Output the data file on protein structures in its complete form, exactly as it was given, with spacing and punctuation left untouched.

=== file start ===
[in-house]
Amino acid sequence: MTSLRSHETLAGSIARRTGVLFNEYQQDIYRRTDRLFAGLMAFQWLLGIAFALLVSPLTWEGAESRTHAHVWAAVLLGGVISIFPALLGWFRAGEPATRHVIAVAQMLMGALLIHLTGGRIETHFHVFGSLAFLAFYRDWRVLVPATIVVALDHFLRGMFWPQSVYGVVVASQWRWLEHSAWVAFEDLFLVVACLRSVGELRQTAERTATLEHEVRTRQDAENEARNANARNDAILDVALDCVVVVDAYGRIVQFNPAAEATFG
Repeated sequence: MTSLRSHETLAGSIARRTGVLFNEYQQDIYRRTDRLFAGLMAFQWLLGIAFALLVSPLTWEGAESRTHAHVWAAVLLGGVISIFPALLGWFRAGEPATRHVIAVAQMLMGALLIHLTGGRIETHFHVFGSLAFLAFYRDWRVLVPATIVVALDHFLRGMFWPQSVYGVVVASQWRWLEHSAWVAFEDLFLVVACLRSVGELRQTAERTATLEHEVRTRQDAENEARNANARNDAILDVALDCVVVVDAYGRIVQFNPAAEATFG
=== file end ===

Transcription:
[in-house]
Amino acid sequence: MTSLRSHETLAGSIARRTGVLFNEYQQDIYRRTDRLFAGLMAFQWLLGIAFALLVSPLTWEGAESRTHAHVWAAVLLGGVISIFPALLGWFRAGEPATRHVIAVAQMLMGALLIHLTGGRIETHFHVFGSLAFLAFYRDWRVLVPATIVVALDHFLRGMFWPQSVYGVVVASQWRWLEHSAWVAFEDLFLVVACLRSVGELRQTAERTATLEHEVRTRQDAENEARNANARNDAILDVALDCVVVVDAYGRIVQFNPAAEATFG
Repeated sequence: MTSLRSHETLAGSIARRTGVLFNEYQQDIYRRTDRLFAGLMAFQWLLGIAFALLVSPLTWEGAESRTHAHVWAAVLLGGVISIFPALLGWFRAGEPATRHVIAVAQMLMGALLIHLTGGRIETHFHVFGSLAFLAFYRDWRVLVPATIVVALDHFLRGMFWPQSVYGVVVASQWRWLEHSAWVAFEDLFLVVACLRSVGELRQTAERTATLEHEVRTRQDAENEARNANARNDAILDVALDCVVVVDAYGRIVQFNPAAEATFG